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Surviving and Thriving

As we continue to hunker down in home isolation, it’s easy to get caught up in survival mode. How do we weather this? When will this be over? How do we stay safe? We can trace this mindset back to when the pandemic first arrived in the United States as our first impulse was to load up on toilet paper and paper towels. It is a basic human instinct to react this way. When our home, our health, our children, our livelihood, our way of life are threatened, we react in defensive ways. Simply to survive. And in this high stakes challenge that we collectively face, there are really only two options. Either we survive or we don’t.

Eventually, we will see the end of this battle. Science will lead the way and we will experience a gradual return to something resembling a normal way of being. But, one thing is very clear. When we turn the corner and see what lies before us, it will look quite different from what we expected or what we had known before. It’s too early to know exactly what the terrain will look like other than some obvious consequences of the experience: loved ones will have been lost, the economy will be fragile, we may be a bit wary of venturing out and we will be expected to embrace new challenges.

Such is the human experience. It has been that way through our collective history. The world changes. Circumstances and conditions change. Reality shifts. The variable is always how we choose to respond and elect to behave. At the core of who we are, humans tend to be reluctant when faced with change. We prefer nostalgia and the predictable comfort of “the good old days” or the way things were. However, clinging to the past has never propelled us forward. So, when the world opens up and the time is right, we will get on with the task of redefining “normal.”

We will have the opportunity to move from survivors to thrivers. That’s a good thing.

As I am prone to do, I find myself questioning what public education will look like in our “new normal.” Public health experts are predicting that social distancing will be essential in schools, Students will need to wear face masks as their desks are kept six feet apart. Grouping sizes will need to be kept small, including eating lunch in classrooms rather than large gathering places like cafeterias. Hearing these protocols, I immediately go the structure of schools as i knew them and the ways they functioned the day before they were closed. How can that work? Do schools have adequate space to handle these constraints? The standard American public education classroom is designed to be approximately 900 square feet. Do the math: 900 divided by 36 (6 feet on all sides) equals 25 human beings per instructional space. That’s it. What is the impact on specific curricular areas? I reflect on my own classroom instructional experience. I was a secondary level vocal music/choral arts teacher. My small classes would be at least 40 kids. Typically, my classes would include 90-100 students. (I loved it.) So, now let’s do that math. How large must a space be, under the distancing guidelines, to accommodate 100 students? It approximates the size of a typical high school gymnasium. Six feet between singers? Wearing masks? How in the world?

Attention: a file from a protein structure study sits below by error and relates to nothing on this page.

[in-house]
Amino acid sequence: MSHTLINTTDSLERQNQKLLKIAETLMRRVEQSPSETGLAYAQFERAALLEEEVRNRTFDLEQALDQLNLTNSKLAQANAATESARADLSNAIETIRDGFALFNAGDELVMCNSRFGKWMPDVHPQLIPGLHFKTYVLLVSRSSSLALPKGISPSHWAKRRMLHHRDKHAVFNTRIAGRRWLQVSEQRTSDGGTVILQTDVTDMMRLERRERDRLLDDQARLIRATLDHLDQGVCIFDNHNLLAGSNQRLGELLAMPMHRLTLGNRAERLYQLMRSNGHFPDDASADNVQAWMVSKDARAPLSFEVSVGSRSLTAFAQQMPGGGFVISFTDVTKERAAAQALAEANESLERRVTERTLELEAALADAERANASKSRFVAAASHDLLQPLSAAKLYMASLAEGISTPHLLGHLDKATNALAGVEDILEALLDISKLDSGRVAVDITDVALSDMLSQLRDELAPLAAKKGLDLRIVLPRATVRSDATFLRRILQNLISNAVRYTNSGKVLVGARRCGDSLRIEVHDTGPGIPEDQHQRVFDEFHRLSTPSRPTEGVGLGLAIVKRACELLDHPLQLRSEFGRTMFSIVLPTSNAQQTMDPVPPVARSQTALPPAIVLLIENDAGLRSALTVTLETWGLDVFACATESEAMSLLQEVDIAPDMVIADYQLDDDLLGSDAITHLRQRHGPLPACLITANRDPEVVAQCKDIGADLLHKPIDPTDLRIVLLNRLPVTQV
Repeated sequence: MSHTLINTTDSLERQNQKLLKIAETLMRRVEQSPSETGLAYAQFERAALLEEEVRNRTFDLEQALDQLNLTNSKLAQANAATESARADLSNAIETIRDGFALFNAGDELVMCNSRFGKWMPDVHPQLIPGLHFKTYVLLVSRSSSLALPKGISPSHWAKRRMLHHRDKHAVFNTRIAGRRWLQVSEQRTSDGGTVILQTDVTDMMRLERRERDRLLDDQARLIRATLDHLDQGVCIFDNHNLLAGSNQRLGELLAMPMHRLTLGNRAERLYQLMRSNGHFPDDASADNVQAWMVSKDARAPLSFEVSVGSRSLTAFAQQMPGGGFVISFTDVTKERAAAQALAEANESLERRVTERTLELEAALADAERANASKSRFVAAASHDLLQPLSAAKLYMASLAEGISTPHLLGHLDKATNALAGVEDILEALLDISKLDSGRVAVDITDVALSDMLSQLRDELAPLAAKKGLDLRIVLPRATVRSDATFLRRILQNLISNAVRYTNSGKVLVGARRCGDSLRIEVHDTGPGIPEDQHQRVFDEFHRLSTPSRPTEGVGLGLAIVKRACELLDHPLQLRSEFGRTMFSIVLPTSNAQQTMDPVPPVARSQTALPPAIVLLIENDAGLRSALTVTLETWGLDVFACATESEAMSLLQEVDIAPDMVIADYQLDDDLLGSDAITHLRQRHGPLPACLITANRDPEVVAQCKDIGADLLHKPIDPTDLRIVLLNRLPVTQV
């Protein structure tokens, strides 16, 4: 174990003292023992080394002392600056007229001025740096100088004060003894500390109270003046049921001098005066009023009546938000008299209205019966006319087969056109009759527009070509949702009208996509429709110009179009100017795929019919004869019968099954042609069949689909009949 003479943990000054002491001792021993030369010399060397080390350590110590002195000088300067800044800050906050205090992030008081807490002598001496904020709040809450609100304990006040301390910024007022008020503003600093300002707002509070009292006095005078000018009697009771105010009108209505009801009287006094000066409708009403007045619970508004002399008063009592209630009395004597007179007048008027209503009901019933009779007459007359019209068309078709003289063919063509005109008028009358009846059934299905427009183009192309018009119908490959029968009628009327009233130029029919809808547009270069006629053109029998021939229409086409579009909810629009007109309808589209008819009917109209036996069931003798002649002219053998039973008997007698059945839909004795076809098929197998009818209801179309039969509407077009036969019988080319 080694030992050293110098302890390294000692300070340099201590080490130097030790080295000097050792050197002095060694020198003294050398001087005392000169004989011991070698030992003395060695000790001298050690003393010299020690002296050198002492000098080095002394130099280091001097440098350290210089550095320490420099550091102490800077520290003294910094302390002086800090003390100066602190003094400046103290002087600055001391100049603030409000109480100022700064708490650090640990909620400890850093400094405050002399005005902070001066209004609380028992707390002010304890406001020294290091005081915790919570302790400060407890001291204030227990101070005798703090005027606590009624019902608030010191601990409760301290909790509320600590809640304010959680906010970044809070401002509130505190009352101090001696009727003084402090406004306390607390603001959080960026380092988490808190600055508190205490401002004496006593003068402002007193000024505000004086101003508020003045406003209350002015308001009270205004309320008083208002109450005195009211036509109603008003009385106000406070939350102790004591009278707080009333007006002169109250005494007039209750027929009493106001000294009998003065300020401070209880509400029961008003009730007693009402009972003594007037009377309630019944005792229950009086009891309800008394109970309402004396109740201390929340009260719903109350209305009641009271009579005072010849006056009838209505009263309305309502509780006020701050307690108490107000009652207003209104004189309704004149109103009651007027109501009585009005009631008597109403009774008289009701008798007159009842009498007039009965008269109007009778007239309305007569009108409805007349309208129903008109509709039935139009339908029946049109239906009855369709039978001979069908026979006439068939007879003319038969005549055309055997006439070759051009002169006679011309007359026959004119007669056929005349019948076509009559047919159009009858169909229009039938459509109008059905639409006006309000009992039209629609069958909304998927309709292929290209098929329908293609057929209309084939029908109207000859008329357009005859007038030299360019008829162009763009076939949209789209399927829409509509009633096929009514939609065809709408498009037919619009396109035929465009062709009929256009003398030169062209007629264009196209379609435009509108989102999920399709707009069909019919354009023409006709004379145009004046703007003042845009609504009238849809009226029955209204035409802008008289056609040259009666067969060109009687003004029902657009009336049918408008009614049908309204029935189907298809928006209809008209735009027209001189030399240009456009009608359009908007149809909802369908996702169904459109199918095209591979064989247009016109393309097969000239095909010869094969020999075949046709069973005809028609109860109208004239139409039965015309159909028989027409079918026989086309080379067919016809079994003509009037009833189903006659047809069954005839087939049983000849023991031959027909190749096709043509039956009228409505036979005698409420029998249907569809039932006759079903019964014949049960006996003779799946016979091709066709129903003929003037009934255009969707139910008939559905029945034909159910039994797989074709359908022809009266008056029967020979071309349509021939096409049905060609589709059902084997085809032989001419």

Eventually, I snap myself out of it enough to remember that those are “down in the weeds” issues that will need to be addressed at some point. But, for now, we should keep our thinking up on the roadway. Rather than speculating on what public education will look like, we must seize this opportunity to be addressing what we hope public education could or should look like moving forward. Our opportunity is one of vision and innovation, one of looking forward to what “might be” rather than staring at what “is.” It is an opportunity to be proactive and creative, rather that reactive. It’s the difference between surviving and thriving.

I open my book, The Education Kids Deserve, with a quote from Tony Wagner. He writes: “Teaching all students to think and be curious is much more than a technical problem for which educators, alone, are accountable. More professional development for teachers and better textbooks and tests, though necessary, are insufficient as solutions. The problem goes much deeper - to the very way we conceive of the purpose and experience of schooling and what we expect our high school graduates to know and be able to do.” Dr. Wagner is 100% correct. Our challenge moving forward is to strive beyond a focus on technical issues. We must also actively embrace the conceptual opportunities that our unfortunate current reality is affording us.

There is something very freeing in imagining possibilities. For one thing, it distracts us from the resentment and worry that we all feel due to the abrupt change to our lives. More importantly, imagining gives our brains permission to be creative, and through this creative thought, to construct innovative solutions to the challenges we faced before, as well as the ones that will surely follow. Here a some critical topics for my readers to ponder that I will be writing about in the coming weeks. Consider these:

  • What should be the purpose of school in our new normal?

  • How might we reconfigure our use of instructional time in our new normal?

  • Should our new normal include “seat time?”

  • What should assessment of learning look like in our new normal?

  • Should the role of teachers change in our new normal?

  • What lessons have been learned during our current experience that should inform practices and decisions in our new normal?

Think of this time as a “reset” button, a time to prepare for a collective shift from surviving to thriving, a time where the overarching question must be “what is the education kids deserve and how do we make sure they receive it?”

Think big. Be creative.

Stay safe.

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